CASSIDY: Yeah but you might be Prime Minister - you can come after them. You're going after multinationals on taxation. News Corp you can specifically target them. Is that that in prospect? You could change media laws.

SHORTEN: This will surprise you. I look at the policy not the personalities. You know I understand. I've done this job for six years. I've united my team. For six years some in the conservative ranks in the media and the Liberals have just thrown bricks at us. But we've come through all of that. We are united. And one of the reasons why we are competitive - I wouldn't put it any stronger than that - next Saturday is we are respecting the intelligence of the Australian people. If we want the people to trust us we have to trust them first. That's why we've outlined our policies. That's why we've outlined the best set of books that an opposition's ever presented in half a century, I would submit. So when it comes to some of these personality debates, I'm not interested. I'm not running for Prime Minister to square off.

CASSIDY: Was it a deliberate decision on your part not to go and see Rupert Murdoch in the run up to the campaign?

SHORTEN: I'll deal with Australian businesses in Australia.

CASSIDY: OK, just a couple of quick things. On the ABC you've offered this extra funding. But also on the five year funding, you've said you'll have a conversation. Well I think we can assume the managing director David Anderson in that conversation will argue very strongly for five year funding. Is it in prospect?

SHORTEN: I fundamentally believe in an independent national public broadcaster. I've been frustrated at the constant undermining of it from conservative rivals and critics. This is a government who writes more letters complaining about the ABC to the ABC than will invest in the ABC. So we've said we'll reverse the $83.7 million worth of cuts. We've also said we'll provide an additional $40 million for more comedy, more children's shows, more drama, more music. And what I did also say yesterday at the Save the ABC rally is I get that having three year funding cycles is not as desirable for long term ABC planning as five year funding cycles.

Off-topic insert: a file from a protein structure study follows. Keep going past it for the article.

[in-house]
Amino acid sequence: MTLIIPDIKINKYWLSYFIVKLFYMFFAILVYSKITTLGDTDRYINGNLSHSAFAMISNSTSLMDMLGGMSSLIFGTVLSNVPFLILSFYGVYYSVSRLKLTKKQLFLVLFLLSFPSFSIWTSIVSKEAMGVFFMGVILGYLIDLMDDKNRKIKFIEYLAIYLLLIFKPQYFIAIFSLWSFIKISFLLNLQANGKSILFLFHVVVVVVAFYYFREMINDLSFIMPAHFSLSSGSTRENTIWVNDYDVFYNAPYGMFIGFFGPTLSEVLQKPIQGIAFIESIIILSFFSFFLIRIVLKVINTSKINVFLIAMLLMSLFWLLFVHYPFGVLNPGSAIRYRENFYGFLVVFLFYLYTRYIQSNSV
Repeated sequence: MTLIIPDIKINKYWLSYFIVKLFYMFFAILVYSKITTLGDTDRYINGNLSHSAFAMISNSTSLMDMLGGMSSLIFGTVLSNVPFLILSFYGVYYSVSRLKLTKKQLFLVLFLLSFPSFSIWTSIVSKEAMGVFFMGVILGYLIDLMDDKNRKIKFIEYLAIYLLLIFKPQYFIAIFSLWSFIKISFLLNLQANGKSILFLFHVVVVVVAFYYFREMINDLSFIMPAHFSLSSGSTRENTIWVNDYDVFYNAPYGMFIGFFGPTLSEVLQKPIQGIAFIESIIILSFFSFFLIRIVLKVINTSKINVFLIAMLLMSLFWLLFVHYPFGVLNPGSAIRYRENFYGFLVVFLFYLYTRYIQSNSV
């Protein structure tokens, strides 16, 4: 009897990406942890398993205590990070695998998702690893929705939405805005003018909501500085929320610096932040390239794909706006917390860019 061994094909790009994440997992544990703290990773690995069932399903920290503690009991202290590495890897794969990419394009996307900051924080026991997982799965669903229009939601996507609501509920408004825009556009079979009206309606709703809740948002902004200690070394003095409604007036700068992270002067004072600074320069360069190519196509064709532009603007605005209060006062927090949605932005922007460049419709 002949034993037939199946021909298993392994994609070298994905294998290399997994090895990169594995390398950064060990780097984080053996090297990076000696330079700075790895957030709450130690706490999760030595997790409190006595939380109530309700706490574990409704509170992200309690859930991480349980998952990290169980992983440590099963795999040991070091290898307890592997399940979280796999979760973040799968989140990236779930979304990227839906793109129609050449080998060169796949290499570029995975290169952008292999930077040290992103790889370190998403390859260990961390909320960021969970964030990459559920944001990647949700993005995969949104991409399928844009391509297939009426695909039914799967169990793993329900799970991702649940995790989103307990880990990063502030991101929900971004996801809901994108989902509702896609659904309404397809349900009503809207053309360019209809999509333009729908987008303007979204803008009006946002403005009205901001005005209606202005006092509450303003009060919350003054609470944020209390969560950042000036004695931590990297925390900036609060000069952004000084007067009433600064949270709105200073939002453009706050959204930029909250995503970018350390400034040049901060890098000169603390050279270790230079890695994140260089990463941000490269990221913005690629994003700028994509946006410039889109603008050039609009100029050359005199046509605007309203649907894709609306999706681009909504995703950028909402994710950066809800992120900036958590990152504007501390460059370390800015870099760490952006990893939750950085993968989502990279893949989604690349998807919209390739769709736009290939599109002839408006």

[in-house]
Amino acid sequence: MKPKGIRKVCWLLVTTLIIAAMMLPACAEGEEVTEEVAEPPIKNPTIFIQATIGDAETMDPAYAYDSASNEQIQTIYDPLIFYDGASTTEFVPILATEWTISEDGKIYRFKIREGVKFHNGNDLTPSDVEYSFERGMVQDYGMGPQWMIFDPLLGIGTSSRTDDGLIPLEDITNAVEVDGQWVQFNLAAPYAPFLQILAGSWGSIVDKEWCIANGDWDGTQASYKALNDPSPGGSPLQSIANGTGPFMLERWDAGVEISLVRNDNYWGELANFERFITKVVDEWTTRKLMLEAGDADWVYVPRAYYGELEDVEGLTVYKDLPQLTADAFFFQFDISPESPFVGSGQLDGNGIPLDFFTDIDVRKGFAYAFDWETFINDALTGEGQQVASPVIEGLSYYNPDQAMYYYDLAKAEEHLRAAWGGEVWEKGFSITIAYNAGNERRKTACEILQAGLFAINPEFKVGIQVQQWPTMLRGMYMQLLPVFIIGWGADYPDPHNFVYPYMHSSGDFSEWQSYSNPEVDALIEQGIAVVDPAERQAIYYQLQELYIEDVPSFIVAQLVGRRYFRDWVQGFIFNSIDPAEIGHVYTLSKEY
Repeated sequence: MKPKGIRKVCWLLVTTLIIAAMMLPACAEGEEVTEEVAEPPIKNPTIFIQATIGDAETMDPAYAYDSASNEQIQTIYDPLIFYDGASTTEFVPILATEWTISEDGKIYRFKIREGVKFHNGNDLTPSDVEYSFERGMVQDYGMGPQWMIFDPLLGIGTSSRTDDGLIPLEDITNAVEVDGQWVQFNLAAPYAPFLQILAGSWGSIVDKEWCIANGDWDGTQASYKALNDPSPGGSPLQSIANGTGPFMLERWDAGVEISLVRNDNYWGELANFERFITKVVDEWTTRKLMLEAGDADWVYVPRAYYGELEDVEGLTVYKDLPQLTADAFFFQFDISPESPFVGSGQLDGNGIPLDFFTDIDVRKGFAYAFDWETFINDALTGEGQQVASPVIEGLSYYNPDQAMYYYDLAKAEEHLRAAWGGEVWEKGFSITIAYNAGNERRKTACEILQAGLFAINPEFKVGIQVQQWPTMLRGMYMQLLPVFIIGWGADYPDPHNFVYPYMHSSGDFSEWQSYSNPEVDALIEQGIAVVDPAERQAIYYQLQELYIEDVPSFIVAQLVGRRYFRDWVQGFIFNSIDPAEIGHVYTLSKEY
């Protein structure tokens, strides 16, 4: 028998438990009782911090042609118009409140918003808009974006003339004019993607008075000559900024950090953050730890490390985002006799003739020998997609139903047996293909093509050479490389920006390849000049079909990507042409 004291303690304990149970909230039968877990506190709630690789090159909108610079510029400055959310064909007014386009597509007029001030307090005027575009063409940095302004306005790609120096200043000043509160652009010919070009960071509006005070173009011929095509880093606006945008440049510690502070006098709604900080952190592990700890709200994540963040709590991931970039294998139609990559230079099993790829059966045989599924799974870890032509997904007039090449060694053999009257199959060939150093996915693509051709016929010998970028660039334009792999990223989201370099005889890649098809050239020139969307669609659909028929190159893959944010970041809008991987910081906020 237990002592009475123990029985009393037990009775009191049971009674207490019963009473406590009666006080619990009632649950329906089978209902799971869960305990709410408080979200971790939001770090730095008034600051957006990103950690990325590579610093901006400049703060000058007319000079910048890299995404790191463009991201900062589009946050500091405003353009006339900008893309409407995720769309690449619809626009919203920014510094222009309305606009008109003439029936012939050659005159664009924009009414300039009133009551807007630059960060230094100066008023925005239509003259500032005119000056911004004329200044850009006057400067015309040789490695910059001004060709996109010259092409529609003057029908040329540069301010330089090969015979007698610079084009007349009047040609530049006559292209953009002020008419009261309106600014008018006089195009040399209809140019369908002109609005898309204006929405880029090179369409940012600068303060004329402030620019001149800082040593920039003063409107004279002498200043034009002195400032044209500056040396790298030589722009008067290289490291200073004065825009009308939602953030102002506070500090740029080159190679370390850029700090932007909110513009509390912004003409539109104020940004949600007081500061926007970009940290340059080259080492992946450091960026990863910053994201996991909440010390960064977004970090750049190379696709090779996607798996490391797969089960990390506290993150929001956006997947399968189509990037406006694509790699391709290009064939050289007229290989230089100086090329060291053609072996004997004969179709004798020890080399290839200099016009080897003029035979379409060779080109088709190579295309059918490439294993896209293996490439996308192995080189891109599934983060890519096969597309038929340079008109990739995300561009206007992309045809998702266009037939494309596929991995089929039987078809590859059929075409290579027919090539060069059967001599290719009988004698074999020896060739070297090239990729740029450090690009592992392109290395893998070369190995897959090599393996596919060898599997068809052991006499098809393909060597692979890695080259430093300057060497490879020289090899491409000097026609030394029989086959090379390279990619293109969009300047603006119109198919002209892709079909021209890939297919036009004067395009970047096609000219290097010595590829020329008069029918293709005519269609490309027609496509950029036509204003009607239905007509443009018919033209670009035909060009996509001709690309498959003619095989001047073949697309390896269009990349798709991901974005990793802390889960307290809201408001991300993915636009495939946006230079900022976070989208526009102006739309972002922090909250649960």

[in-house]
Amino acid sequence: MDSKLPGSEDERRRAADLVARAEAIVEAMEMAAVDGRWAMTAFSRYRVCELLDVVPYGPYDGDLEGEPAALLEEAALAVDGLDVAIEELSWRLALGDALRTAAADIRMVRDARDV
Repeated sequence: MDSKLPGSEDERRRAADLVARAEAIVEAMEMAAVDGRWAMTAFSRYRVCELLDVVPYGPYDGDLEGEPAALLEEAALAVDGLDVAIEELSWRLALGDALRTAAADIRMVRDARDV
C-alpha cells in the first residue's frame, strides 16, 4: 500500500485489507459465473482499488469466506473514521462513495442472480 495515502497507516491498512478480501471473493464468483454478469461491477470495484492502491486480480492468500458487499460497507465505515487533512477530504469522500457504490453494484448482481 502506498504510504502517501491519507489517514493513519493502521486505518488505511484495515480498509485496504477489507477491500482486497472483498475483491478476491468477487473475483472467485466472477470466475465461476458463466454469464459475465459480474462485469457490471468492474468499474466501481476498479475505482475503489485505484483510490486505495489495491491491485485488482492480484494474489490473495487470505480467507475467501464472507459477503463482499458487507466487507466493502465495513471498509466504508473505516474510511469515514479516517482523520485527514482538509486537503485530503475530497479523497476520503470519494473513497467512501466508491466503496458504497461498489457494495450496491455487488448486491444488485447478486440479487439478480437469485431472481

CASSIDY: So you prefer the five year cycle.

SHORTEN: I can see the sense of it and we need to sit down with the managing director. But I haven't been elected so that's only a conversation that can happen if and when we're elected. But to anyone who loves the ABC, be it in the bush, be it the people who you know need the emergency warnings. You know I've got a view. My policy for the ABC is two words. ABC everywhere. Everywhere in reach and availability and including in the Pacific.

CASSIDY: Just finally you've got a rally in your own electorate today. I think you're being introduced by the candidate for Higgins. Now that's a seat Labor has never won - it's out at 7.4 per cent. Is a bit of bluff going on here?

SHORTEN: Oh you should meet our candidate running in Higgins. Fiona McLeod, Senior Counsel. She is a rock star. We're running the best candidate we've run in Higgins. I think with Kelly O'Dwyer going there's a lot of disillusioned voters. Fiona McLeod's CV is remarkable. She's represented victims in class actions right through to complicated business transactions. She's a tip top candidate. But there is a mood for change. I make no apology for spending more money on cancer than I will on the top end of town. We can do this because we've got a great set of books, because we've made the reforms. But fundamentally our message Barrie is vote Labor to end the chaos in Canberra. Vote Labor for real action on climate change and the rest.

CASSIDY: All right we're out of time. Thanks for coming in this morning. 

SHORTEN: Thanks Barrie.


Be the first to comment

Please check your e-mail for a link to activate your account.